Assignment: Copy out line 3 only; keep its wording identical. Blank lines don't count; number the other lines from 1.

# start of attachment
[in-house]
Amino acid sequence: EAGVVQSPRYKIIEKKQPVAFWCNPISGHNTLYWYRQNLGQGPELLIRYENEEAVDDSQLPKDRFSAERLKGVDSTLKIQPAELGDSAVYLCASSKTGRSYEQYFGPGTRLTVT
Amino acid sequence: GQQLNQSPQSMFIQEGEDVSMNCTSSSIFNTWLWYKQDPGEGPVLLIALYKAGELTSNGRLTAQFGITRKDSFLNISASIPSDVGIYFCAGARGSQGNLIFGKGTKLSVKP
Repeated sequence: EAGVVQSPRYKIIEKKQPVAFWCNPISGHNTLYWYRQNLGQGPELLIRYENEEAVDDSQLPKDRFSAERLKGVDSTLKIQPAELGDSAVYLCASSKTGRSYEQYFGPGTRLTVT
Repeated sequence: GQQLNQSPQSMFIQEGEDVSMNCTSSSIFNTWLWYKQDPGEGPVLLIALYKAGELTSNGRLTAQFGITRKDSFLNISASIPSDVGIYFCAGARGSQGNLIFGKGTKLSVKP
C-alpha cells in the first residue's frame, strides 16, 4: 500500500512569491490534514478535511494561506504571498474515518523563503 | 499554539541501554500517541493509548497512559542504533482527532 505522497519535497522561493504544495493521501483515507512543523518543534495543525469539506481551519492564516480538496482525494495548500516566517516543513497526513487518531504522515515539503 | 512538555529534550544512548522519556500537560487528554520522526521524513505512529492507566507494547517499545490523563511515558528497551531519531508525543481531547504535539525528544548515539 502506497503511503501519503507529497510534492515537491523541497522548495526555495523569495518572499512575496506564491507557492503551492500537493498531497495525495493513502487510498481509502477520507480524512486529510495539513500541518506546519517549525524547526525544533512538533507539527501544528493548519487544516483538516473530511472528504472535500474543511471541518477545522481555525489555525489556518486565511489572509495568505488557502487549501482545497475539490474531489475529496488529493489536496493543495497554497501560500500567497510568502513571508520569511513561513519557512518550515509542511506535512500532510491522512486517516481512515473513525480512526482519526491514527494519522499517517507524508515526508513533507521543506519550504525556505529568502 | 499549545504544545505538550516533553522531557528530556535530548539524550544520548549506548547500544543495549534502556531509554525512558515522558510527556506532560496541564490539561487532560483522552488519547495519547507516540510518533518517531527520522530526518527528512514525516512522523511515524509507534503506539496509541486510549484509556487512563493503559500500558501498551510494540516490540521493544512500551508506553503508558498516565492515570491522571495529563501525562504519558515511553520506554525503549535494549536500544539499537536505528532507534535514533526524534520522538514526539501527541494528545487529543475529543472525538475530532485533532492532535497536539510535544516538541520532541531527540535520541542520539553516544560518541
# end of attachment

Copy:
Amino acid sequence: GQQLNQSPQSMFIQEGEDVSMNCTSSSIFNTWLWYKQDPGEGPVLLIALYKAGELTSNGRLTAQFGITRKDSFLNISASIPSDVGIYFCAGARGSQGNLIFGKGTKLSVKP